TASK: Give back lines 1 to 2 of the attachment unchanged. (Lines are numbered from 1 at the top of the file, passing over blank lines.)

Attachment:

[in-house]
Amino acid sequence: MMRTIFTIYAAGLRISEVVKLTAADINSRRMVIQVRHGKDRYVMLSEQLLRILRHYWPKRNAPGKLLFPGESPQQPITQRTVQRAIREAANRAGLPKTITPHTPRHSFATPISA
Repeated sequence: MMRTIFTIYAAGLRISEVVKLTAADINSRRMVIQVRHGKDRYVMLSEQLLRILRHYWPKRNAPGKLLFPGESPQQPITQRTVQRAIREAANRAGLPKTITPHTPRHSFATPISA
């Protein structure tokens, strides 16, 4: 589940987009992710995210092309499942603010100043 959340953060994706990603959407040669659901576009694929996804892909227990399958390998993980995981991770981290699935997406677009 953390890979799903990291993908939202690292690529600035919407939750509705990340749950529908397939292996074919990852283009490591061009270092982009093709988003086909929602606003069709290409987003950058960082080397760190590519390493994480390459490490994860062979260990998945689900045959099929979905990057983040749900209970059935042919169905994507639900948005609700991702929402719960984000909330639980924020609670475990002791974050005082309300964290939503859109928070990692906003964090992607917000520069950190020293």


[in-house]
Amino acid sequence: MMRTIFTIYAAGLRISEVVKLTAADINSRRMVIQVRHGKDRYVMLSEQLLRILRHYWPKRNAPGKLLFPGESPQQPITQRTVQRAIREAANRAGLPKTITPHTPRHSFATPISA